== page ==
Hackers are seeking to gain user credentials through Internet of Things (IoT) devices by targeting customers of a Brazilian bank. Radware Threat Research Center wrote in a blog post that hackers are seeking to change domain name system (DNS) settings.
The malicious agent redirected a user’s DNS requests for Banco de Brasil’s website to a cloned website, which did not have a connection to the bank’s legitimate site. Itau Unibanco, another Brazilian bank, also reportedly had its site redirected, but, as of now, a cloned website is not apparently involved in that redirect.
In terms of other requests, the server functions as a forwarder. As a result, it can serve as a “man-in-the-middle” to show users bogus web fronts and portals in an attempt to gather their sensitive data.
The news emerged about two years after it was reported that hackers found ways to turn DVRs, satellite antennas and networking devices against their owners. Apparently, all such devices offer an excellent place to do mass tests of stolen login credentials, according to research from Akamai Technologies, Inc.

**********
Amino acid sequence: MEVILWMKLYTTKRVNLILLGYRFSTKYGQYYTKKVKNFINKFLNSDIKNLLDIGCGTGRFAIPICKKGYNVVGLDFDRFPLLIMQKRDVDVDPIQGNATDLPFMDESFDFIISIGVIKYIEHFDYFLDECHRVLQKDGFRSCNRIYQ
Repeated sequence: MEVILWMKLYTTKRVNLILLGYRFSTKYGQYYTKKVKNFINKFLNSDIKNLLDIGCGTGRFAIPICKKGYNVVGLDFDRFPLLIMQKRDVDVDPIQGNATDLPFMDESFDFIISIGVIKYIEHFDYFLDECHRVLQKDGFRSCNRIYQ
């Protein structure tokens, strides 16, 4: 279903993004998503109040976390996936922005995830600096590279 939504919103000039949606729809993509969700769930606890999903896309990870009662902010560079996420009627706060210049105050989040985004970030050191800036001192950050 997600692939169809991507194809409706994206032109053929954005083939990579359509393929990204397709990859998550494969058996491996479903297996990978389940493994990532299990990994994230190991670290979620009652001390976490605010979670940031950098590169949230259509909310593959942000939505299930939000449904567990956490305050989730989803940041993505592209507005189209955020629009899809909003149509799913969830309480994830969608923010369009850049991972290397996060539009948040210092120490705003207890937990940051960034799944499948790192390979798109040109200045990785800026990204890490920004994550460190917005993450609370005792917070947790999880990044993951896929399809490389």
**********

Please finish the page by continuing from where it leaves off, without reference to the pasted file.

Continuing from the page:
The report also noted that hackers have apparently spent months at a time using millions of smart devices to see if stolen passwords are usable on more than one site. This type of hacking is referred to as a credential stuffing campaign.
“Once malicious users access the web administration console of these devices, they can then compromise the device’s data and, in some cases, take over the machine,” Akamai researchers wrote in their report. They noted that the vulnerability isn’t new, but has resurfaced with the proliferation of connected devices. Akamai said it is working with some of the biggest device vendors on “a proposed plan of mitigation.”